We’ve lived so long under the spell of hierarchy—from god-kings to feudal lords to party bosses—that only recently have we awakened to see not only that “regular” citizens have the capacity for self-governance, but that without their engagement our huge global crises cannot be addressed. The changes needed for human society simply to survive, let alone thrive, are so profound that the only way we will move toward them is if we ourselves, regular citizens, feel meaningful ownership of solutions through direct engagement. Our problems are too big, interrelated, and pervasive to yield to directives from on high.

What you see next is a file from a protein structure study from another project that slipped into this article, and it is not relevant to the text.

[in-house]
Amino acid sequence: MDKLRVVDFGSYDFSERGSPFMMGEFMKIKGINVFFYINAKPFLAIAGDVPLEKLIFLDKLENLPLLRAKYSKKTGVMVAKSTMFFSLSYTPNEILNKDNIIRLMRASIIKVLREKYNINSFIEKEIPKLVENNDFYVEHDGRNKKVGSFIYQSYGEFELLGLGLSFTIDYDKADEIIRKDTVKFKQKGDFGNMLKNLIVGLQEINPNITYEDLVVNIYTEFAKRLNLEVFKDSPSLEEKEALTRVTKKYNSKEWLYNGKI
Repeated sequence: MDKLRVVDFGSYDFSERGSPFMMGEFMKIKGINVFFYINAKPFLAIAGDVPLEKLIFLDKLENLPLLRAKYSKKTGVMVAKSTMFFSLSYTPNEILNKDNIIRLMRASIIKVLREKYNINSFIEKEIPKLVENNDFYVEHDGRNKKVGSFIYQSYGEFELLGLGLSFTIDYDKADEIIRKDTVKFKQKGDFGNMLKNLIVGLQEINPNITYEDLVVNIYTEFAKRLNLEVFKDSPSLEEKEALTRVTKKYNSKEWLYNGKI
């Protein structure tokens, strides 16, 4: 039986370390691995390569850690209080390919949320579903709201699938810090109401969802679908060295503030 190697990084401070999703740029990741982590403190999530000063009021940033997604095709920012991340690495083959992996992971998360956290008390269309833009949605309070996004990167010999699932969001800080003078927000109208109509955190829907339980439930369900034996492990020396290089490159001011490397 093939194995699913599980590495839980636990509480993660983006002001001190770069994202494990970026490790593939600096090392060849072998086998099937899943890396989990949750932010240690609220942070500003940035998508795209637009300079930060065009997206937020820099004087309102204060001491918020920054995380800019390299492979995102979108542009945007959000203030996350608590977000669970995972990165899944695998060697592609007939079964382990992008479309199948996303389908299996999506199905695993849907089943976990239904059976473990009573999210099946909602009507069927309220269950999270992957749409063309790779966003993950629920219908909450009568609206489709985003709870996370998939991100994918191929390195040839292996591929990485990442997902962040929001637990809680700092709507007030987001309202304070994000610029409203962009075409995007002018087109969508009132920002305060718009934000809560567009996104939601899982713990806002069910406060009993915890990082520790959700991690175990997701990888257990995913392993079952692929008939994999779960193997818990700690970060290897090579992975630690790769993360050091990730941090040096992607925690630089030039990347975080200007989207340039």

—Frances Moore Lappé, excerpt from Time for Progressives to Grow Up

Saturday, July 17, 2010

Roots of Sustainability

by Joe Roman, Tess Croner, Will Raap, Wes Jackson from Solutions

They provide an excellent historical perspective on the degradation of soils and argue for their own solutions from the 50-Year Farm Bill and those of the Worldwatch Institute's Mitigating Climate Change through Food and Land Use. 

However, I don't think that they really answer the question they posed early in the article:
When it is used and abused, soil becomes a nonrenewable resource, like fossil fuels. But there's no Big Soil, with friends and lobbyists on Capitol Hill. So how do we turn this around?
They seem to think that merely having sensible solutions will automatically transform into social policy.